This makes sense to me. And whether or not a person accepts the story of Joseph Smith's vision, it still seems the clearest path to an understanding of the scriptures. It also sheds light on the idea that we, as Jesus' followers, are to “take his name upon us”. We are commanded to become perfect, as He and his Father are perfect.

President Gordon B. Hinckley recently had this to say:

Permit me to name a few of the doctrines and practices which distinguish us from all other churches, and all of which have come of revelation to the youthful Prophet...

The first of these, of course, is the manifestation of God himself and His Beloved Son, the risen Lord Jesus Christ. This grand theophany is, in my judgment, the greatest such event since the birth, life, death, and Resurrection of our Lord in the meridian of time.

We have no record of any other event to equal it.

For centuries men gathered and argued concerning the nature of Deity. Constantine assembled scholars of various factions at Nicea in the year 325. After two months of bitter debate, they compromised on a definition which for generations has been the doctrinal statement among Christians concerning the Godhead.

I invite you to read that definition and compare it with the statement of the boy Joseph. He simply says that God stood before him and spoke to him. Joseph could see Him and could hear Him. He was in form like a man, a being of substance. Beside Him, the resurrected Lord, a separate being, whom He introduced as His Beloved Son and with whom Joseph also spoke.
The Great Things Which God Has Revealed, by President Gordon B. Hinckley in LDS General Conference April, 2005.

The current concept of the Trinity as three-in-one and one-in-three can be traced back to this great religious Council of Nicea convoked by the Roman Emperor Constantine. This council produced a formal statement about the nature of God, and then adjustments were made in the Creed of Athanasius (Talmage, p.756). The creed follows:

We worship one God in Trinity, and Trinity in Unity; neither confounding the Persons: nor dividing the Substance. For there is one Person of the Father, another of the Son: another of the Holy Ghost. But the Godhead of the Father, of the Son, and of the Holy Ghost, is all one: the Glory equal, the Majesty co-eternal. Such as the Father is, such is the Son: and such is the Holy Ghost. The Father uncreate, the Son uncreate, and the Holy Ghost uncreate. The Father incomprehensible, the Son incomprehensible, and the Holy Ghost incomprehensible. The Father eternal, the Son eternal: and the Holy Ghost eternal. And yet they are not three eternals but one eternal. As also there are not three incomprehensibles, nor three uncreated; but one uncreated and one incomprehensible. So likewise the Father is Almighty, the Son Almighty, and the Holy Ghost Almighty. And yet they are not three Almighties, but one Almighty. So the Father is God, the Son is God, and the Holy Ghost is God. And yet they are not three Gods; but one God. So likewise the Father is Lord, the Son Lord, and the Holy Ghost Lord. And yet not three Lords: but one Lord.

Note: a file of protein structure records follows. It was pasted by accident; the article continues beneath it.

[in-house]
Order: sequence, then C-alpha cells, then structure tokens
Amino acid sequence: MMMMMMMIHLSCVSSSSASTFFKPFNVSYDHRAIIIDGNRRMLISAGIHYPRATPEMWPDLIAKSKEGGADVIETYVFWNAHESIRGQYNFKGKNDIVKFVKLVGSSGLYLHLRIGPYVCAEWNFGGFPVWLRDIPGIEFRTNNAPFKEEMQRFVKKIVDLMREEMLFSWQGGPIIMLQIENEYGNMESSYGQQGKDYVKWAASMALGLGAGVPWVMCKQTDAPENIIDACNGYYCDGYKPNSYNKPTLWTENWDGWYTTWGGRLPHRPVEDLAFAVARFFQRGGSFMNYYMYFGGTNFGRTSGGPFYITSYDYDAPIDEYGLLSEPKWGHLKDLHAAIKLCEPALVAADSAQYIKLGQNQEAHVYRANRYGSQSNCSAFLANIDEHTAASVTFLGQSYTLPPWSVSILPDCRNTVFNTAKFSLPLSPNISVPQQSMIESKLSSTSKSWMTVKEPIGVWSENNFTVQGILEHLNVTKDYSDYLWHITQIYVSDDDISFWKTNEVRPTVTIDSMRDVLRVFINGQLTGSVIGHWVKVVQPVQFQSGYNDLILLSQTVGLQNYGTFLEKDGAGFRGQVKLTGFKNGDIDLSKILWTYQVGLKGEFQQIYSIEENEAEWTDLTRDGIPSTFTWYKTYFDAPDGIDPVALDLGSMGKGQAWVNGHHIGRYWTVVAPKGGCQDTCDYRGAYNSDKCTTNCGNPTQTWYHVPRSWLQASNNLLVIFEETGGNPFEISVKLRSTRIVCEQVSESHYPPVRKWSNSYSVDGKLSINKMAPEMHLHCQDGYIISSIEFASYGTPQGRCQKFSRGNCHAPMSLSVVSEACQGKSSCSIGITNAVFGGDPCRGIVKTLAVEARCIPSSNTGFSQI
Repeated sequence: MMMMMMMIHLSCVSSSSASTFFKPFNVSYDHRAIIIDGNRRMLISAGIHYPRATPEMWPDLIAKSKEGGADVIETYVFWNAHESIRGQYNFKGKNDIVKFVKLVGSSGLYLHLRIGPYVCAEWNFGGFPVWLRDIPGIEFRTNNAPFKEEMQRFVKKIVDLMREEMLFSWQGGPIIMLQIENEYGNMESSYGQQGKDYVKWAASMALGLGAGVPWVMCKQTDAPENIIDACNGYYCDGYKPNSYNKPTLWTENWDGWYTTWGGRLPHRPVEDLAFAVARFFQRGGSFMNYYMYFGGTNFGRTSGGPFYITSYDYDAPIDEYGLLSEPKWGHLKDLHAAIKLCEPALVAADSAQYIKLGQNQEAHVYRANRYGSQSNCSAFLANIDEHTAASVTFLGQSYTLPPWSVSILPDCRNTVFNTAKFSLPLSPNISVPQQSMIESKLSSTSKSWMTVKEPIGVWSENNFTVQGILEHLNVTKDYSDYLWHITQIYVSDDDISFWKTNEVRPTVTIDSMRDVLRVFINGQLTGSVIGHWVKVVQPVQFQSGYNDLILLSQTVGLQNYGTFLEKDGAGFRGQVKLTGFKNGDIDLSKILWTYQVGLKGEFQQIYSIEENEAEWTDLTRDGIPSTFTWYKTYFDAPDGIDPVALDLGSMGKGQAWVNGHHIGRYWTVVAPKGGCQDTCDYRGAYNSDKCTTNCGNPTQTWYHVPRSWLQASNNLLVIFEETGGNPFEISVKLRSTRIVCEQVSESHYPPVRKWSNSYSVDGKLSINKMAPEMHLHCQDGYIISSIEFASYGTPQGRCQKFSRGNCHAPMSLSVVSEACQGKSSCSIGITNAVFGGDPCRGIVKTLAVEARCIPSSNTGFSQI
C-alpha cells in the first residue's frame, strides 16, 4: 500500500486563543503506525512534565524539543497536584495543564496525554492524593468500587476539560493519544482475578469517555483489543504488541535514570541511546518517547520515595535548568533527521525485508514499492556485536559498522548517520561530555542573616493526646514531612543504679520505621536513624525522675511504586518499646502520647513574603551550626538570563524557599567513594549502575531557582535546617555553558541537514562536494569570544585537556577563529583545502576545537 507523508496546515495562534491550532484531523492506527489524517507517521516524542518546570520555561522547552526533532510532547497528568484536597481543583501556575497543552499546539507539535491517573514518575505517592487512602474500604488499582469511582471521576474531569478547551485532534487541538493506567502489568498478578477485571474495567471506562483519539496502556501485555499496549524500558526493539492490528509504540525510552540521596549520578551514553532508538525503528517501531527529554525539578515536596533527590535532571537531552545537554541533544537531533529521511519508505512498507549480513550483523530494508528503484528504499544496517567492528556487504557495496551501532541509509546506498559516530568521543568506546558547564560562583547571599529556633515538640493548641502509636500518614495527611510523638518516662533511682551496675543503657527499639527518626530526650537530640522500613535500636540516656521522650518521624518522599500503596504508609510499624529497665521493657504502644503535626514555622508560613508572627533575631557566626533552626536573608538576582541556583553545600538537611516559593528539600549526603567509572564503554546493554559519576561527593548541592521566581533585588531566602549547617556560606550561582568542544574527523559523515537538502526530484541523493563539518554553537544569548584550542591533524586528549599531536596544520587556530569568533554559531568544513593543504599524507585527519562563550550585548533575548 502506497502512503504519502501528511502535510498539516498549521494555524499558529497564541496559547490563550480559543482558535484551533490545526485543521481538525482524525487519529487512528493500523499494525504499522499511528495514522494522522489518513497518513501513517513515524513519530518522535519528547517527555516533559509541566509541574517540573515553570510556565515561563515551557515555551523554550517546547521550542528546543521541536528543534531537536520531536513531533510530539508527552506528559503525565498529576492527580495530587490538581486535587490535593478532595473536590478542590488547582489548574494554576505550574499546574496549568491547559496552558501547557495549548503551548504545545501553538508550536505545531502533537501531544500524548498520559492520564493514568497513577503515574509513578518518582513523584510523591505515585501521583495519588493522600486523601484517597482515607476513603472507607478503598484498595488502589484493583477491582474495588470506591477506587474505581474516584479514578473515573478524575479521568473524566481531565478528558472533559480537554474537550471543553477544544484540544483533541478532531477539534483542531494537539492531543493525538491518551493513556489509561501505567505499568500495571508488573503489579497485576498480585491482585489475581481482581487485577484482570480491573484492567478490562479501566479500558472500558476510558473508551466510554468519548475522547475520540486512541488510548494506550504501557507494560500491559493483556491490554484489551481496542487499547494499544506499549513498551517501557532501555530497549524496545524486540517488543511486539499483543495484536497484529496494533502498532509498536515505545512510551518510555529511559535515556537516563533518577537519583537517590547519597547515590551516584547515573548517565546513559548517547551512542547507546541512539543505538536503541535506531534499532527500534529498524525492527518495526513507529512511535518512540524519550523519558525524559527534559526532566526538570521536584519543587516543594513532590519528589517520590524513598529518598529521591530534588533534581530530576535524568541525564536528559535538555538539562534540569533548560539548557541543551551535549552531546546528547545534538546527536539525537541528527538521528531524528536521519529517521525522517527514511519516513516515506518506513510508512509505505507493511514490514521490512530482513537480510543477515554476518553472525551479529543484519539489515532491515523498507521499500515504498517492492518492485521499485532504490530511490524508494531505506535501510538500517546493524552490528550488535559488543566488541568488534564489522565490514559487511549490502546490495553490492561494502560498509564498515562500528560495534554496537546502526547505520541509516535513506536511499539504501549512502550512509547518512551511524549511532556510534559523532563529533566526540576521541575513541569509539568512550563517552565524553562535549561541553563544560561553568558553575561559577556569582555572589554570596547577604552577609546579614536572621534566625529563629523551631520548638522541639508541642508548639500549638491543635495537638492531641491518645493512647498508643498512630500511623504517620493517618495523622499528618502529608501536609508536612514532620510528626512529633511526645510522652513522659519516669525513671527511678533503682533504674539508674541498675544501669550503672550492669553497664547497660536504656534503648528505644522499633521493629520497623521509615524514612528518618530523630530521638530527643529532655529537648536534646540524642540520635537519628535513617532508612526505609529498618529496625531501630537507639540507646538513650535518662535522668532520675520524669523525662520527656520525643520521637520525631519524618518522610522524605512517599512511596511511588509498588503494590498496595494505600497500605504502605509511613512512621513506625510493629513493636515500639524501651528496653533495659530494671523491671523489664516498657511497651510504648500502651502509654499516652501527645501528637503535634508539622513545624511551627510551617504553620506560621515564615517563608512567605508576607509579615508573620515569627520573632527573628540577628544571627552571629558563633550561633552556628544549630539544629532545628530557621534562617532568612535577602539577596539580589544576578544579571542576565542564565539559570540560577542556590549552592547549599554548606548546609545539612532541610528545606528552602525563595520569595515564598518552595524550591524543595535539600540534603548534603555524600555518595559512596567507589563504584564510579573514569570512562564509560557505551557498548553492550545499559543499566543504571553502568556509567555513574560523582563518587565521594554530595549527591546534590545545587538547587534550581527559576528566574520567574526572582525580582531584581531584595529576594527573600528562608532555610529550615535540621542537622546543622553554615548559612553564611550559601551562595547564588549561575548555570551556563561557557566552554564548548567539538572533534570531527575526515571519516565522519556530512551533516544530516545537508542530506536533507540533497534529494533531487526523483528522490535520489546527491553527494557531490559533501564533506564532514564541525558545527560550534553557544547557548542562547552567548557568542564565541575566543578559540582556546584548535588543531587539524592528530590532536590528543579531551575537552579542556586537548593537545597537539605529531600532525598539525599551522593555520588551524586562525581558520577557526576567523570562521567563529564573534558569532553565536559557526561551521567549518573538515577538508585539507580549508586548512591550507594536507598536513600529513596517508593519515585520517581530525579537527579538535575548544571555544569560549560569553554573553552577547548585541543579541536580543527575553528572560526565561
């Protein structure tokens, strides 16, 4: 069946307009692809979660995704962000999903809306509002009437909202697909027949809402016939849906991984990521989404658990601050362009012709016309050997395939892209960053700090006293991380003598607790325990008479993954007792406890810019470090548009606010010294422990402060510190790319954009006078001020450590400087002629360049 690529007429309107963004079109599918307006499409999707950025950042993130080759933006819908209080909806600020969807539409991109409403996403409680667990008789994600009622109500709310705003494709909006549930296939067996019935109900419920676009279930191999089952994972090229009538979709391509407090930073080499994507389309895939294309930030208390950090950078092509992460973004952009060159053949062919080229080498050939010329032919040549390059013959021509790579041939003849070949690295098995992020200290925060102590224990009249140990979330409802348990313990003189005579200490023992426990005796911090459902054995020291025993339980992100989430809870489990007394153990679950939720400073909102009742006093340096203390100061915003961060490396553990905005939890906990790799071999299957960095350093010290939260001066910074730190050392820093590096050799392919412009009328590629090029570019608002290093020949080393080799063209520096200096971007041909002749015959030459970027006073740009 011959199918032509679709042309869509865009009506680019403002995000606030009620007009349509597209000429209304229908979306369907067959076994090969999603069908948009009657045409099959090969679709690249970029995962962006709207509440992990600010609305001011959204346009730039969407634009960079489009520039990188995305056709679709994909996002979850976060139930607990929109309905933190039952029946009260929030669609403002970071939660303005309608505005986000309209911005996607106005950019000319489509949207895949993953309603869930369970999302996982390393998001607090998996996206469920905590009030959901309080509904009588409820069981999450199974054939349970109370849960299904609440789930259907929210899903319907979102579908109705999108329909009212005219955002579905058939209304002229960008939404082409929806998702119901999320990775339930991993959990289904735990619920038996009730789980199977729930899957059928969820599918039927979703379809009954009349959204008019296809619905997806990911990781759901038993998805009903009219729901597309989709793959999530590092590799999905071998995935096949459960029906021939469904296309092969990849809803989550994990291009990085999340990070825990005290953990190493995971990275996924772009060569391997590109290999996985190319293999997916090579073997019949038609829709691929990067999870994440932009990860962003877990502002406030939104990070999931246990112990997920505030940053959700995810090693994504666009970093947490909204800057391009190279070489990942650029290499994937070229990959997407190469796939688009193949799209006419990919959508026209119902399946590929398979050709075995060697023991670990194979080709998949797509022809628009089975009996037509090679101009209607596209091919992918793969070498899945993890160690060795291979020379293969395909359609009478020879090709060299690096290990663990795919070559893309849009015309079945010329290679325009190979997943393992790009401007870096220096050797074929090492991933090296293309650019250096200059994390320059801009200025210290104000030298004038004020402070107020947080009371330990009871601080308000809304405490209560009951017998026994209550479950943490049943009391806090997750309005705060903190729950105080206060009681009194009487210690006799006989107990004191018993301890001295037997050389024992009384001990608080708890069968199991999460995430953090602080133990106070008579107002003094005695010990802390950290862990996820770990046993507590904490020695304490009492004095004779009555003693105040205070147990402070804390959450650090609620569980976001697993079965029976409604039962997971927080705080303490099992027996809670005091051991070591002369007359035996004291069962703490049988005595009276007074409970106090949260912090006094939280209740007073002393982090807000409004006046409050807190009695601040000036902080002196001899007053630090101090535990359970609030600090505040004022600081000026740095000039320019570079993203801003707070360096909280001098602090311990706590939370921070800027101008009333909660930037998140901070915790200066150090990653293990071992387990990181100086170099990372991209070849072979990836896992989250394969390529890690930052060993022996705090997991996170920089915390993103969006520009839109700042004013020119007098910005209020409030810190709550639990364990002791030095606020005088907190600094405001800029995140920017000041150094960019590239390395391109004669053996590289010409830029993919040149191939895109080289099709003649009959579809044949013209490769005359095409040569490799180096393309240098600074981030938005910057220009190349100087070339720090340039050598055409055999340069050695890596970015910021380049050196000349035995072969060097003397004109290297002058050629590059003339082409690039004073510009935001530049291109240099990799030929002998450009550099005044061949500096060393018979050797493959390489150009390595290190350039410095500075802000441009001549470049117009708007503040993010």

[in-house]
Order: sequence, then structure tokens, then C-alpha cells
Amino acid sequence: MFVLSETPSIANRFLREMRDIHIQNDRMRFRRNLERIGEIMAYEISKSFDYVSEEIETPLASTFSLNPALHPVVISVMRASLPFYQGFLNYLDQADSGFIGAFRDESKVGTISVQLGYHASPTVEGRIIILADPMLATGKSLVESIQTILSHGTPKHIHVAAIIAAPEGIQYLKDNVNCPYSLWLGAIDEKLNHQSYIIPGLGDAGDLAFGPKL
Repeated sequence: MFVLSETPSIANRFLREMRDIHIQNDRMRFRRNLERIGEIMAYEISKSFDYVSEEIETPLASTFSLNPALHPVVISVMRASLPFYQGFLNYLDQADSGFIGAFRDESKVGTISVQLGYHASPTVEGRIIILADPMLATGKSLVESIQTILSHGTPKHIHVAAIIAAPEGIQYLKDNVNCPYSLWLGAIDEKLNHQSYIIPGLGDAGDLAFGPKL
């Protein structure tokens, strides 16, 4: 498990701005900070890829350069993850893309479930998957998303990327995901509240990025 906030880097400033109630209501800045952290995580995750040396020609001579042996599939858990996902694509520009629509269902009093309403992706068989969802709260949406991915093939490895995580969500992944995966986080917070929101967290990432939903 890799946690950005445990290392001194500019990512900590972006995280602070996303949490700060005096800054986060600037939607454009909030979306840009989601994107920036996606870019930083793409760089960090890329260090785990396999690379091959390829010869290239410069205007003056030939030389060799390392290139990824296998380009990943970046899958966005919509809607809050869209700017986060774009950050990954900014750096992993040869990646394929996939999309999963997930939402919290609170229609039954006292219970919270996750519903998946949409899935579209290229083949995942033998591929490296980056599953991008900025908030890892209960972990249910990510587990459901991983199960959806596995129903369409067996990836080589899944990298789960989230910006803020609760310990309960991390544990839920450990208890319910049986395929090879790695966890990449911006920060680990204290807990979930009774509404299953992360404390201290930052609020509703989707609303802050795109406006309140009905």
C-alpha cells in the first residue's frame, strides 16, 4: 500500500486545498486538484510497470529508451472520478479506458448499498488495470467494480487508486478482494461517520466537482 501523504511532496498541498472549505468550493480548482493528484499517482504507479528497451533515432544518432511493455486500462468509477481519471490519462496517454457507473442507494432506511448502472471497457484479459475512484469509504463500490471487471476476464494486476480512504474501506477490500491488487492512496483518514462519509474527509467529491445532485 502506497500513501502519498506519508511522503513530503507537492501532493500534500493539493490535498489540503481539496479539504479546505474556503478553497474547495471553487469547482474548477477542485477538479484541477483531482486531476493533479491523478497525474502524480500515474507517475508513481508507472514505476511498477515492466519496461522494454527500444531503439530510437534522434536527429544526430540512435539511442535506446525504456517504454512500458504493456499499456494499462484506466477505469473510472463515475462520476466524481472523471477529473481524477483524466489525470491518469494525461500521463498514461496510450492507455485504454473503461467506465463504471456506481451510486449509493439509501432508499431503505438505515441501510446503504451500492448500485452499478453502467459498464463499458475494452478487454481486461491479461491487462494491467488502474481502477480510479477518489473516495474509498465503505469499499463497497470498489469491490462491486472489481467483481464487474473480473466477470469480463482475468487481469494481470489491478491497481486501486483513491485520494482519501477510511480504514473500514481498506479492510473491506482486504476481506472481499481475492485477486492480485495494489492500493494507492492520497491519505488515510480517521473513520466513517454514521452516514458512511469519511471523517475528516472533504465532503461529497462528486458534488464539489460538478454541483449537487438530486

As quoted in Jesus the Christ, by James Talmage, p. 756

It seems to me to be a twisted and confusing rendering of what really is quite a beautiful and simple doctrine. One of our modern apostles, Elder Bruce R. McConkie once said the following:

These creeds codify what Jeremiah calls the lies about God (Jer 16:19-21). They say he is unknown, uncreated and incomprehensible. They say he is a spirit without body, parts, or passions. They say he is everywhere and nowhere in particular present, that he fills the immensity of space and yet dwells in the hearts of men, and that he is an immaterial, incorporeal nothingness. They say he is one-god-in-three, and three-gods-in-one who neither hears, nor sees, nor speaks. Some even say he is dead, which he might as well be if their descriptions identify his being.
Bruce R. McConkie, Doctrines of the Restoration, p. 58-59

Other Resources on this Subject

The Only True God and Jesus Christ Whom He Hath Sent (2007) Elder Jeffrey R. Holland, LDS General Conference, Oct 2007.